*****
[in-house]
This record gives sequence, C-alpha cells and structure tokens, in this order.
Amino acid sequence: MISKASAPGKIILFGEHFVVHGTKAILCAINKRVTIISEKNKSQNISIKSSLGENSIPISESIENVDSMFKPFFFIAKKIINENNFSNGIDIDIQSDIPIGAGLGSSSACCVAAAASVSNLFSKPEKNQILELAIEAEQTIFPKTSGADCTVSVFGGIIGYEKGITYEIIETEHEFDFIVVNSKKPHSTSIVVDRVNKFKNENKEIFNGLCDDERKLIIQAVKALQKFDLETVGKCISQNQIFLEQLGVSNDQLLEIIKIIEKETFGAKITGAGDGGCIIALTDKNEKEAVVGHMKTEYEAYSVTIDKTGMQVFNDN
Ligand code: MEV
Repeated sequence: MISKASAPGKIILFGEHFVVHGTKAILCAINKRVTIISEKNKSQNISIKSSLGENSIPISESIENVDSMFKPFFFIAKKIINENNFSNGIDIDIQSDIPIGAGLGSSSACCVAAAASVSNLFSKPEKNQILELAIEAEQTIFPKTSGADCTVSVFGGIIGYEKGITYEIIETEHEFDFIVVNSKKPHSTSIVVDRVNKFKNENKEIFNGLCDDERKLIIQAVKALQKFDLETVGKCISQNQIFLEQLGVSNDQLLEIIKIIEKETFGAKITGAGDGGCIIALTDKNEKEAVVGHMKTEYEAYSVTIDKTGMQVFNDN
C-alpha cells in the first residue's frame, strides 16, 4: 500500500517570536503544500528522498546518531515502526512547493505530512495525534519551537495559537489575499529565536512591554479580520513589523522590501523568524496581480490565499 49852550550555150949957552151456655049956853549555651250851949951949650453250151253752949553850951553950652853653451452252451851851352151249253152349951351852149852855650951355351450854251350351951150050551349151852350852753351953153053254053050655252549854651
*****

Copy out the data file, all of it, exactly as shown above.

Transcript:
[in-house]
This record gives sequence, C-alpha cells and structure tokens, in this order.
Amino acid sequence: MISKASAPGKIILFGEHFVVHGTKAILCAINKRVTIISEKNKSQNISIKSSLGENSIPISESIENVDSMFKPFFFIAKKIINENNFSNGIDIDIQSDIPIGAGLGSSSACCVAAAASVSNLFSKPEKNQILELAIEAEQTIFPKTSGADCTVSVFGGIIGYEKGITYEIIETEHEFDFIVVNSKKPHSTSIVVDRVNKFKNENKEIFNGLCDDERKLIIQAVKALQKFDLETVGKCISQNQIFLEQLGVSNDQLLEIIKIIEKETFGAKITGAGDGGCIIALTDKNEKEAVVGHMKTEYEAYSVTIDKTGMQVFNDN
Ligand code: MEV
Repeated sequence: MISKASAPGKIILFGEHFVVHGTKAILCAINKRVTIISEKNKSQNISIKSSLGENSIPISESIENVDSMFKPFFFIAKKIINENNFSNGIDIDIQSDIPIGAGLGSSSACCVAAAASVSNLFSKPEKNQILELAIEAEQTIFPKTSGADCTVSVFGGIIGYEKGITYEIIETEHEFDFIVVNSKKPHSTSIVVDRVNKFKNENKEIFNGLCDDERKLIIQAVKALQKFDLETVGKCISQNQIFLEQLGVSNDQLLEIIKIIEKETFGAKITGAGDGGCIIALTDKNEKEAVVGHMKTEYEAYSVTIDKTGMQVFNDN
C-alpha cells in the first residue's frame, strides 16, 4: 500500500517570536503544500528522498546518531515502526512547493505530512495525534519551537495559537489575499529565536512591554479580520513589523522590501523568524496581480490565499 49852550550555150949957552151456655049956853549555651250851949951949650453250151253752949553850951553950652853653451452252451851851352151249253152349951351852149852855650951355351450854251350351951150050551349151852350852753351953153053254053050655252549854651